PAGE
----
The Legal Aid Society, Willkie Farr & Gallagher LLP, and the Sylvia Rivera Law Project today lauded guidelines promulgated by the New York State Department of Health (NYSDOH) that address a variety of ways in which Medicaid Managed Care plans have been arbitrarily denying care to transgender and gender non-conforming Medicaid beneficiaries for the treatment of gender dysphoria. These guidelines clearly state that treatment for gender dysphoria must be provided to people of all genders, including those with non-binary gender identities.
“We are pleased to see the State reaffirming that access to gender affirming care must be for all people who seek treatment for gender dysphoria regardless of gender identity, and that beneficiaries must be protected from arbitrary administrative burdens that are not required by state regulation,” said Heidi Bramson, Staff Attorney with the Health Law Unit at The Legal Aid Society.
“We applaud the State’s issuance of guidelines designed to both ensure that Medicaid managed care plans honor Medicaid-eligible New Yorkers’ right to coverage of gender-affirming healthcare and respect a treating physician’s judgment that gender-affirming care is medically necessary,” said Wesley Powell, partner at Willkie Farr & Gallagher LLP.
"It will be a relief to so many New Yorkers that there are now stronger guidelines curbing the often humiliating and degrading practices that insurance companies have been subjecting transgender and gender non-conforming people to over the past few years. We are grateful to all the transgender and gender non-conforming people who have reported these practices and helped us to push for needed change,” said Mik Kinkead, Staff Attorney at the Sylvia Rivera Law Project.
Importantly plans must accept a treating physician’s determination that the gender affirming care requested is medically necessary. Plans may impose administrative prior authorization requirements but must accept the treating provider’s assessment. More so, when a provider makes this determination, plans cannot require enrollees submit photographs in order to document the need for treatment. Such a requirement often led to the plan replacing a doctor’s treatment recommendation with that of the plan’s own arbitrary determination of what was best for an enrollee.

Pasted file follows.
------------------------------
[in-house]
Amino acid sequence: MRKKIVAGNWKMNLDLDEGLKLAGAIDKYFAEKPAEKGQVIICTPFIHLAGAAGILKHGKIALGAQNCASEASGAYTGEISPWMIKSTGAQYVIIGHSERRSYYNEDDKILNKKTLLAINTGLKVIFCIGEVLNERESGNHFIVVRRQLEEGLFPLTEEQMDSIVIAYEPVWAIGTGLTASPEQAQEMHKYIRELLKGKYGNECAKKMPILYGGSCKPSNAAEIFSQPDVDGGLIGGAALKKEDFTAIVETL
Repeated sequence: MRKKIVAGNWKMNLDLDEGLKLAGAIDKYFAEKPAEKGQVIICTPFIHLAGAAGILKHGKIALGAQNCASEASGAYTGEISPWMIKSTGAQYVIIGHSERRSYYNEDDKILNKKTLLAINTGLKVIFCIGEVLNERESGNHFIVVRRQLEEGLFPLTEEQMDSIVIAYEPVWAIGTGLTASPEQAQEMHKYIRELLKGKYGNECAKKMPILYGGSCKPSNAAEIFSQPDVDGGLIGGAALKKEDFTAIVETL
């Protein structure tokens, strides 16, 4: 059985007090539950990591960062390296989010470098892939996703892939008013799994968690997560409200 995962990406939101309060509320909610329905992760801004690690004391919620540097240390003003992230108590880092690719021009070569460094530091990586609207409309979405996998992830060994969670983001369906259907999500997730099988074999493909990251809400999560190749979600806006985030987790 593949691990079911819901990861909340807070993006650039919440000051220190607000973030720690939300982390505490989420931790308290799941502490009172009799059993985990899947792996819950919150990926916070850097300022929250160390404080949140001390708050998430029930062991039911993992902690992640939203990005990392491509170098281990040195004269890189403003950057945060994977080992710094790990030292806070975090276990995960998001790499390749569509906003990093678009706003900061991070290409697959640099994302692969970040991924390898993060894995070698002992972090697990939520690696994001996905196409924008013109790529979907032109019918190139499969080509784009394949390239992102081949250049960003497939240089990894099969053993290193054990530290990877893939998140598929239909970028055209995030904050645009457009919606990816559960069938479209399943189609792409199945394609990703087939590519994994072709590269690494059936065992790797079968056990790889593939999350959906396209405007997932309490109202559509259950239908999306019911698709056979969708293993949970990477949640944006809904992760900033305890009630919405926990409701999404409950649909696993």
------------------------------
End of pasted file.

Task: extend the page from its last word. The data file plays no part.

More so, decisions on prior authorization for treatment must be made as fast as the enrollee’s condition requires. Before making an adverse determination, the plan must make at least one attempt to consult with the treating provider, and at least one of the plan’s clinical staff involved in the adverse determination must have expertise in the treatment of gender dysphoria.
Some of the items addressed in the guidance will serve to reduce arbitrary administrative demands that served to deny qualifying individuals medically necessary care. The guidance clarified that plans cannot require that enrollees have at least 12 months of continuous mental health counseling prior to surgery, but instead must be dependent on the client’s clinical profile, clarifying that this duration may be shorter as appropriate. Similarly, plans cannot require a year of hormone therapy prior to all procedures, and can only require hormone therapy if it is consistent with the enrollee’s gender goals, clinically appropriate, and recommended by the treating provider.
Two letters from qualified medical providers must attest to the enrollee’s need for the requested care. The guidelines now clarify that these letters must be viewed in tandem, and that each individual letter does not have to address all of the requirements for coverage; plans cannot require that the two qualified professionals submitting letters must work for different organizations; and plans cannot require time limits for the submission of clinical documentation that have the effect of delaying access to care (e.g. having clinical letters “expire” after 60 days, often requiring enrollees to make additional unnecessary trips to physicians who might be hours away or have long waits for appointments).
The state will now require that plans who want to adopt criteria for the authorization of gender dysphoria treatment must submit those criteria to DOH for approval.
“For far too long transgender and gender non-binary people have been denied access to gender affirming care due to arbitrary insurance rules that go against best clinical practice. The new Medicaid guidance sends a powerful message that healthcare plans must follow well-accepted standards of care and allow trans and gender non-binary people to access medically necessary care that aligns with their individual goals,” said Asa Radix, MD, MPH, FACP, Senior Director for Research and Education at Callen-Lorde Community Health Center.